Despite repeated vows by the Reagan administration that it would not consider selling the nation's parklands, the White House has ordered a study of the 4,700-acre Patuxent National Wildlife Refuge and Research Center in Prince George's County to determine if it should be sold to the highest bidder.

The White House Property Review Board, charged with overseeing the administration's federal land sales program, ordered the General Services Administration to conduct the survey. The decision appears to go against repeated assurances by Interior Secretary James G. Watt that no national parks, wildlife refuges or wilderness areas would be sold or considered for sale.

Alan Levitt, a U.S. Fish and Wildlife Service spokesman, said officials at the Patuxent refuge originally had recommended selling a sliver of the center--about 200 acres--if development could be restricted. The property, along Maryland Rte. 197, includes an American Legion building on a 99-year lease. But Levitt said the recommendation was scuttled by higher officials in the wildlife service.

GSA's national survey director B. Michael O'Hara said he was asked last month, by Joshua A. Muss, executive director of the White House board, to study the entire refuge and the U.S. Geological Survey mapping facility at Menlo Park, Calif. The study, originally scheduled for April 21, has been postponed until "later this summer," according to O'Hara and James Buckley, deputy GSA real property director.

O'Hara said the White House was trying to use Patuxent and Menlo Park to "pressure Interior" to put up for sale properties with a high commercial value. The GSA surveys are supposed to show which properties are underused, a finding that would pave the way for the board to pressure the federal agency controlling the land to declare it excess and offer it to GSA for the sales program.

The refuge, which is located in northern Prince George's, nestled between the Beltsville Agricultural Research Center and Fort Meade, is the national center for the study of several endangered species, including the American bald eagle, the Andean condor, whooping cranes and the Aleutian-Canadian goose. The center is also the national collection center for bird bands, the identification cylinders attached to the legs of migratory birds for research purposes.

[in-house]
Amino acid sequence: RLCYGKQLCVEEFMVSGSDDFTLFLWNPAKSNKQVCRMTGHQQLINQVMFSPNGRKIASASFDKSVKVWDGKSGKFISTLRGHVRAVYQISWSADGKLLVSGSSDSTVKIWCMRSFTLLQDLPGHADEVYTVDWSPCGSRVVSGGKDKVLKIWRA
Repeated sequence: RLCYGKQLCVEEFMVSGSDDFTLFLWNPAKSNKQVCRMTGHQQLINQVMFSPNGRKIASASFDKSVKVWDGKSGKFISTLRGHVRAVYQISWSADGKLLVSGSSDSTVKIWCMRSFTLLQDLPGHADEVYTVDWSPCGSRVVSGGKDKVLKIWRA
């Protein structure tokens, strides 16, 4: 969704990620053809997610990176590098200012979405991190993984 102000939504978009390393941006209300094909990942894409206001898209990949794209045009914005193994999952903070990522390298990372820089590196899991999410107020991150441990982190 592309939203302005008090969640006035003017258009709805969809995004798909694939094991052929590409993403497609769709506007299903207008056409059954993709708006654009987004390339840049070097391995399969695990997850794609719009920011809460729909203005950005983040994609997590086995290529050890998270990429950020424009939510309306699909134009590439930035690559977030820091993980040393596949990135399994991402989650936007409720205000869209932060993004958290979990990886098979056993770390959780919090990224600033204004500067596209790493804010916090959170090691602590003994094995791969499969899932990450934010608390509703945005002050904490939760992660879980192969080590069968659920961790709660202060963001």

"There is nothing intrinsic about the property that means this facility has to be where it is," an Interior public affairs official said of the endangered species research activities. "These birds breed all over the place."

Board officials say there was a "big misunderstanding" and that they would not recommend studying a refuge. But O'Hara said "there's nothing in the law that says we can't study a refuge."

Over the last several months, GSA and White House officials have been squabbling over what the GSA sees as interference by the board's staff in the land-sales process, traditionally handled by GSA.

Meanwhile, Rep. Steny Hoyer (D-Md.), who represents the district that includes the refuge, said in a statement that he had "heard rumors" about the survey and was "extremely concerned." Hoyer recently organized a tour of the Beltsville facility for public officials and the press to show how vital it was to the national interest as part of an effort to stave off Reagan administration attempts to shut the entire facility down.

"I feel it is totally inappropriate for a review to be conducted," Hoyer said.

John Rogers, director of Patuxent, said the center never recommended disposing of any property, but did "identify two tracts--one in the northwest and one in the southeast part of the facility--which could be sold if it was absolutely necessary."

Rogers said that the identified properties should be sold only if zoning restrictions could be put in place barring high density housing development and industrial development.

GSA has conducted 13 surveys of federal properties in the Washington area this year to determine if they are being fully used.

Only three reports have been completed. One recommends the disposal of the old Ford plant warehouse on the Alexandria waterfront; the others recommend keeping St. Elizabeths Hospital and Bethesda Naval Medical Center.

Other properties surveyed here: Interior's research center at Avondale; GSA stores warehouse at Franconia; the National Institute of Mental Health in Bethesda; Goddard Space Flight Center in Beltsville; Naval Surface Weapons Centers at White Oak; Jones Point Park under the Wilson Bridge in Alexandria; George Washington Memorial Parkway; the National Institutes of Health animal center at Poolesville; Andrews Air Force Base, and the Naval Security Station on Nebraska Avenue in the District.